Feeds

Who wants a music tax?

This blanket is no comfort

Intelligent flash storage arrays

"I don't agree with Pete Jenner's view for a blanket license. You can't tax people for something they don't use, when it's a leisure activity," she told us earlier this year.

"And where will it stop – TV, film? Everybody would want some. So either that two Euros becomes horribly diluted, or it becomes 10 Euros and you've taxed everybody for stuff they don't use, and you've negated the purpose of the exercise."

(Ominously for some, the Hollywood's lobby group the Motion Picture Association of America was one of the signatories of last week's MoU.)

In fact, I couldn't find anyone apart from Pete Jenner to speak up for a blanket. And at various points, even Pete sounded like he didn't want a tax, either.

"No Government will bring in a tax. It's an Access to music charge and it has to be introduced on a voluntary negotiated basis," he said.

"We live in society; you don't choose anything and everything that happens. If you say to me it's likely there'll be a tax charged by the government that's compulsory, I'll say it seems unlikely."

Yet Jenner clearly favours a low rate "blanket", where if you don't pay it, you will be coerced into a severely limited broadband service - where "services are slow or blocked off and don't give you much more than email," in Pete's own words.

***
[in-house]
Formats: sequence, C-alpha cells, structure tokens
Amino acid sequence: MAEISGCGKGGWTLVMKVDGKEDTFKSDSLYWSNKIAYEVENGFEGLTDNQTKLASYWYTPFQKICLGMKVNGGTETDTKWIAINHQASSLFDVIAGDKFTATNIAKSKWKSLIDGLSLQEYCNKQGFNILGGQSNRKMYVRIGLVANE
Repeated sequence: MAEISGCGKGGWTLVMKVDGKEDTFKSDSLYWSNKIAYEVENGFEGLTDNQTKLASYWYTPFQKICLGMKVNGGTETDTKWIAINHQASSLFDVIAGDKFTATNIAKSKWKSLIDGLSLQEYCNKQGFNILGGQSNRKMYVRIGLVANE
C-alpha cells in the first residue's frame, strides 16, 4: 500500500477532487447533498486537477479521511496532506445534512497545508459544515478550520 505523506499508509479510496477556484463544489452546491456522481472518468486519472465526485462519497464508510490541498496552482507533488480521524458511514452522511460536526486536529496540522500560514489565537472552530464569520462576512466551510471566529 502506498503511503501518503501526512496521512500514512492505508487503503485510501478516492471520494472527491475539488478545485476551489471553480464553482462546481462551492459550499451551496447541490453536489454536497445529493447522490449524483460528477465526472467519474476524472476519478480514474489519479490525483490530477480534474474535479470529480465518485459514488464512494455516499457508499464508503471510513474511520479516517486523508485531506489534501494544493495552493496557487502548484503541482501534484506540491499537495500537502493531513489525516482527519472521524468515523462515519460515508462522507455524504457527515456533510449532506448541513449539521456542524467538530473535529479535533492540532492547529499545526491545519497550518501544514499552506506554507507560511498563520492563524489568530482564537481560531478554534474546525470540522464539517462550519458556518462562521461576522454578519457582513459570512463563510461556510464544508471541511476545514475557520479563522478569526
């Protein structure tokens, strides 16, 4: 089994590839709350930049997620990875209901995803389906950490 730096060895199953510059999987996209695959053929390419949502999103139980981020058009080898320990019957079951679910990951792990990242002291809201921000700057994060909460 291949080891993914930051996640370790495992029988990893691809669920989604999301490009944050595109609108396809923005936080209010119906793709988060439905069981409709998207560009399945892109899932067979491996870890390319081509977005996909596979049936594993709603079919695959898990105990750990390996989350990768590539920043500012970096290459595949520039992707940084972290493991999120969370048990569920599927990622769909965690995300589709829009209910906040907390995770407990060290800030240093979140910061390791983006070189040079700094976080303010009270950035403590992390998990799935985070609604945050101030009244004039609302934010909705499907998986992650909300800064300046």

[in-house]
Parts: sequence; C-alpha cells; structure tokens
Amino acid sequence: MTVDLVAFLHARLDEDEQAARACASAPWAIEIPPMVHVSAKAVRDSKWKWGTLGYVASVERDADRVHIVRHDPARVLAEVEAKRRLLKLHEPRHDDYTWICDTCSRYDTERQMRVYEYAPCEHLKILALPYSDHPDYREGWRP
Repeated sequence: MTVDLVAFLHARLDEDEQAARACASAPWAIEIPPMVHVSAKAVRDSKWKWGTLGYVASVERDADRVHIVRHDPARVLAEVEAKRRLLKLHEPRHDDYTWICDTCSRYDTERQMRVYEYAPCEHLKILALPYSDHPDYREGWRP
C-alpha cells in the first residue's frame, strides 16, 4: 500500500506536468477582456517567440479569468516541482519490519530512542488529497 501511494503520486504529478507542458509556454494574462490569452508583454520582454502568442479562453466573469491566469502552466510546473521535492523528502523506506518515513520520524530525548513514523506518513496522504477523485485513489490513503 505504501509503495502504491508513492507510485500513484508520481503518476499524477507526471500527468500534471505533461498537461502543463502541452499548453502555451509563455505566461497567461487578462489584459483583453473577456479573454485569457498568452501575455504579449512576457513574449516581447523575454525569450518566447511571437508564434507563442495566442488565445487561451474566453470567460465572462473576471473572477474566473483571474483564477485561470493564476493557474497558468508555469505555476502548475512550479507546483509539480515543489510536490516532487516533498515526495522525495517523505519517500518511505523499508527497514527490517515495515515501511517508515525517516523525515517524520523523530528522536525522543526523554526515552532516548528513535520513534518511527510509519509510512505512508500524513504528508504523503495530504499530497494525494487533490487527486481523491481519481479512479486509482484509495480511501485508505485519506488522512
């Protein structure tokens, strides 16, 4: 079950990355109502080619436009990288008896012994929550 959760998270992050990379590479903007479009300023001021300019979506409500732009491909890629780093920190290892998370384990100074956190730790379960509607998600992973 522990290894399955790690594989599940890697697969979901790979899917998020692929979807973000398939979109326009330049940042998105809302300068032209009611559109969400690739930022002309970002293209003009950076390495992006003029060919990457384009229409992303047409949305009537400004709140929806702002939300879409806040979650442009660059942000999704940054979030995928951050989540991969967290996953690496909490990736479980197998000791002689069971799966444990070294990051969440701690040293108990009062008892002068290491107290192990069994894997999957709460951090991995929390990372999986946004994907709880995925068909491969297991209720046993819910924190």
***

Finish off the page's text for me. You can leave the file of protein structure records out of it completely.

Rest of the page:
Tax or no tax? I felt as if Heiseinberg's uncertainty principle was at work. A tax was raised, but as soon as it was examined, it changed form - morphing, rhetorically, into a "voluntary" arrangement. Round, and round, and round we went.

Even after this year's Kristiansand Summit, where Informa's Music And Copyright newsletter erroneously reported that attendees expressed a "consensus" for a Jenner-style blanket, I still find support is scant to non-existent. And since everyone else favours a voluntary (and higher) subscription-style access charge for music, I still can't understand why this Tax Bomb keeps going off.

Some people like playing with explosives, I guess, even when it blows everybody up. ®

Secure remote control for conventional and virtual desktops

More from The Register

next story
MI6 oversight report on Lee Rigby murder: US web giants offer 'safe haven for TERRORISM'
PM urged to 'prioritise issue' after Facebook hindsight find
Assange™ slumps back on Ecuador's sofa after detention appeal binned
Swedish court rules there's 'great risk' WikiLeaker will dodge prosecution
NSA mass spying reform KILLED by US Senators
Democrats needed just TWO more votes to keep alive bill reining in some surveillance
'Internet Freedom Panel' to keep web overlord ICANN out of Russian hands – new proposal
Come back with our internet! cries Republican drawing up bill
What a Mesa: Apple vows to re-use titsup GT sapphire glass plant
Commits to American manufacturing ... of secret tech
prev story

Whitepapers

Why and how to choose the right cloud vendor
The benefits of cloud-based storage in your processes. Eliminate onsite, disk-based backup and archiving in favor of cloud-based data protection.
Forging a new future with identity relationship management
Learn about ForgeRock's next generation IRM platform and how it is designed to empower CEOS's and enterprises to engage with consumers.
Designing and building an open ITOA architecture
Learn about a new IT data taxonomy defined by the four data sources of IT visibility: wire, machine, agent, and synthetic data sets.
10 threats to successful enterprise endpoint backup
10 threats to a successful backup including issues with BYOD, slow backups and ineffective security.
Reg Reader Research: SaaS based Email and Office Productivity Tools
Read this Reg reader report which provides advice and guidance for SMBs towards the use of SaaS based email and Office productivity tools.